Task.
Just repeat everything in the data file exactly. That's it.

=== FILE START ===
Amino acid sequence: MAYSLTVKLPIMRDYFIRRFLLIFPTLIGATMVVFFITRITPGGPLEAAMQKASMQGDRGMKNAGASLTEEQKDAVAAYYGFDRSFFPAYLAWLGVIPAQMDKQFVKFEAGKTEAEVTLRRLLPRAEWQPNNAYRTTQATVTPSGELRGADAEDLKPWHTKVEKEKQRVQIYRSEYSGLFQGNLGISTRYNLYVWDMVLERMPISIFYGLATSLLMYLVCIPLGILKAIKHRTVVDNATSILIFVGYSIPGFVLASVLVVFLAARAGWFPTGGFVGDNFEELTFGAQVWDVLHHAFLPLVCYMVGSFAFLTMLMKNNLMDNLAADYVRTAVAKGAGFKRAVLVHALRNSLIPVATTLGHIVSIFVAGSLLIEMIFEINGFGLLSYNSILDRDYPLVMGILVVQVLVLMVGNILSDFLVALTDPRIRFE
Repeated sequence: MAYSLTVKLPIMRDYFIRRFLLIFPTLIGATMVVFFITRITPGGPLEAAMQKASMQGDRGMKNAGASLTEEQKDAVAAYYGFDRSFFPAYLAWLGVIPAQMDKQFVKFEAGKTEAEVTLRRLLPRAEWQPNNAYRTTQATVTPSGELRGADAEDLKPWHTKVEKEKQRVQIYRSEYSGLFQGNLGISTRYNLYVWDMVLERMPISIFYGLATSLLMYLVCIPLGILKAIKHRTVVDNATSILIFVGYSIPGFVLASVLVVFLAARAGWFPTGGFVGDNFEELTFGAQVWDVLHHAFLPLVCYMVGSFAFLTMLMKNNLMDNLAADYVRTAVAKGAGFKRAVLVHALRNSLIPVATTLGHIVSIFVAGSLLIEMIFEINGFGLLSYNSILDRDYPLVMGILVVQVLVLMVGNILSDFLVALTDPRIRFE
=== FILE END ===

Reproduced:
Amino acid sequence: MAYSLTVKLPIMRDYFIRRFLLIFPTLIGATMVVFFITRITPGGPLEAAMQKASMQGDRGMKNAGASLTEEQKDAVAAYYGFDRSFFPAYLAWLGVIPAQMDKQFVKFEAGKTEAEVTLRRLLPRAEWQPNNAYRTTQATVTPSGELRGADAEDLKPWHTKVEKEKQRVQIYRSEYSGLFQGNLGISTRYNLYVWDMVLERMPISIFYGLATSLLMYLVCIPLGILKAIKHRTVVDNATSILIFVGYSIPGFVLASVLVVFLAARAGWFPTGGFVGDNFEELTFGAQVWDVLHHAFLPLVCYMVGSFAFLTMLMKNNLMDNLAADYVRTAVAKGAGFKRAVLVHALRNSLIPVATTLGHIVSIFVAGSLLIEMIFEINGFGLLSYNSILDRDYPLVMGILVVQVLVLMVGNILSDFLVALTDPRIRFE
Repeated sequence: MAYSLTVKLPIMRDYFIRRFLLIFPTLIGATMVVFFITRITPGGPLEAAMQKASMQGDRGMKNAGASLTEEQKDAVAAYYGFDRSFFPAYLAWLGVIPAQMDKQFVKFEAGKTEAEVTLRRLLPRAEWQPNNAYRTTQATVTPSGELRGADAEDLKPWHTKVEKEKQRVQIYRSEYSGLFQGNLGISTRYNLYVWDMVLERMPISIFYGLATSLLMYLVCIPLGILKAIKHRTVVDNATSILIFVGYSIPGFVLASVLVVFLAARAGWFPTGGFVGDNFEELTFGAQVWDVLHHAFLPLVCYMVGSFAFLTMLMKNNLMDNLAADYVRTAVAKGAGFKRAVLVHALRNSLIPVATTLGHIVSIFVAGSLLIEMIFEINGFGLLSYNSILDRDYPLVMGILVVQVLVLMVGNILSDFLVALTDPRIRFE